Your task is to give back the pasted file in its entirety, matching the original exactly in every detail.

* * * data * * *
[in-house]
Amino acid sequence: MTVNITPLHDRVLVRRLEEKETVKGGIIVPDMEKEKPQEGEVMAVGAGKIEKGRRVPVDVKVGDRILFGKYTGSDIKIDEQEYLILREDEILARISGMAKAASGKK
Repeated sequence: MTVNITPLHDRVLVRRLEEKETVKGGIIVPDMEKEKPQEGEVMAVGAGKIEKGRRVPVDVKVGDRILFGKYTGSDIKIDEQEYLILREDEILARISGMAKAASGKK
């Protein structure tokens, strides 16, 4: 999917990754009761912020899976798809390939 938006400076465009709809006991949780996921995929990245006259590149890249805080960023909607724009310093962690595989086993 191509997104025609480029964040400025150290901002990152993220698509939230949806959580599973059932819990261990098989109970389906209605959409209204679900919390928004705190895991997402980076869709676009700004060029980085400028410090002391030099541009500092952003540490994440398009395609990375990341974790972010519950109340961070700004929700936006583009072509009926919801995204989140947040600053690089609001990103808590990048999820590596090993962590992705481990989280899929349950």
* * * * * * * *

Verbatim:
[in-house]
Amino acid sequence: MTVNITPLHDRVLVRRLEEKETVKGGIIVPDMEKEKPQEGEVMAVGAGKIEKGRRVPVDVKVGDRILFGKYTGSDIKIDEQEYLILREDEILARISGMAKAASGKK
Repeated sequence: MTVNITPLHDRVLVRRLEEKETVKGGIIVPDMEKEKPQEGEVMAVGAGKIEKGRRVPVDVKVGDRILFGKYTGSDIKIDEQEYLILREDEILARISGMAKAASGKK
């Protein structure tokens, strides 16, 4: 999917990754009761912020899976798809390939 938006400076465009709809006991949780996921995929990245006259590149890249805080960023909607724009310093962690595989086993 191509997104025609480029964040400025150290901002990152993220698509939230949806959580599973059932819990261990098989109970389906209605959409209204679900919390928004705190895991997402980076869709676009700004060029980085400028410090002391030099541009500092952003540490994440398009395609990375990341974790972010519950109340961070700004929700936006583009072509009926919801995204989140947040600053690089609001990103808590990048999820590596090993962590992705481990989280899929349950």